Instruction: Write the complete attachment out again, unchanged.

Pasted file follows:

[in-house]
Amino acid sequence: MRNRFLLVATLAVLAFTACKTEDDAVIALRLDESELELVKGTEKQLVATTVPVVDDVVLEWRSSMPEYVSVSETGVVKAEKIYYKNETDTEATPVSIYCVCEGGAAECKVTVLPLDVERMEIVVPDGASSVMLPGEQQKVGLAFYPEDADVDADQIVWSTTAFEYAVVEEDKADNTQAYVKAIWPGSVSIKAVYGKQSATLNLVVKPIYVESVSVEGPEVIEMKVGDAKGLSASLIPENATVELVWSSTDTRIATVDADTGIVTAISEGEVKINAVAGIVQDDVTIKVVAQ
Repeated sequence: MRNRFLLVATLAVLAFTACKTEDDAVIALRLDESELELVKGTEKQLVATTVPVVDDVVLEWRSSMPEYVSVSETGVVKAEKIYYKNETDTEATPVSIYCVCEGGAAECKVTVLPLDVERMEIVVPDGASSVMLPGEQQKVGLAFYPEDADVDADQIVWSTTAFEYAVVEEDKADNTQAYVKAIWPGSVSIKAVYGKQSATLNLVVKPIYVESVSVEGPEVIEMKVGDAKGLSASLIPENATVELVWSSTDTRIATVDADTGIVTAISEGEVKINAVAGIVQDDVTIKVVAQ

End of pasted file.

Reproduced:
[in-house]
Amino acid sequence: MRNRFLLVATLAVLAFTACKTEDDAVIALRLDESELELVKGTEKQLVATTVPVVDDVVLEWRSSMPEYVSVSETGVVKAEKIYYKNETDTEATPVSIYCVCEGGAAECKVTVLPLDVERMEIVVPDGASSVMLPGEQQKVGLAFYPEDADVDADQIVWSTTAFEYAVVEEDKADNTQAYVKAIWPGSVSIKAVYGKQSATLNLVVKPIYVESVSVEGPEVIEMKVGDAKGLSASLIPENATVELVWSSTDTRIATVDADTGIVTAISEGEVKINAVAGIVQDDVTIKVVAQ
Repeated sequence: MRNRFLLVATLAVLAFTACKTEDDAVIALRLDESELELVKGTEKQLVATTVPVVDDVVLEWRSSMPEYVSVSETGVVKAEKIYYKNETDTEATPVSIYCVCEGGAAECKVTVLPLDVERMEIVVPDGASSVMLPGEQQKVGLAFYPEDADVDADQIVWSTTAFEYAVVEEDKADNTQAYVKAIWPGSVSIKAVYGKQSATLNLVVKPIYVESVSVEGPEVIEMKVGDAKGLSASLIPENATVELVWSSTDTRIATVDADTGIVTAISEGEVKINAVAGIVQDDVTIKVVAQ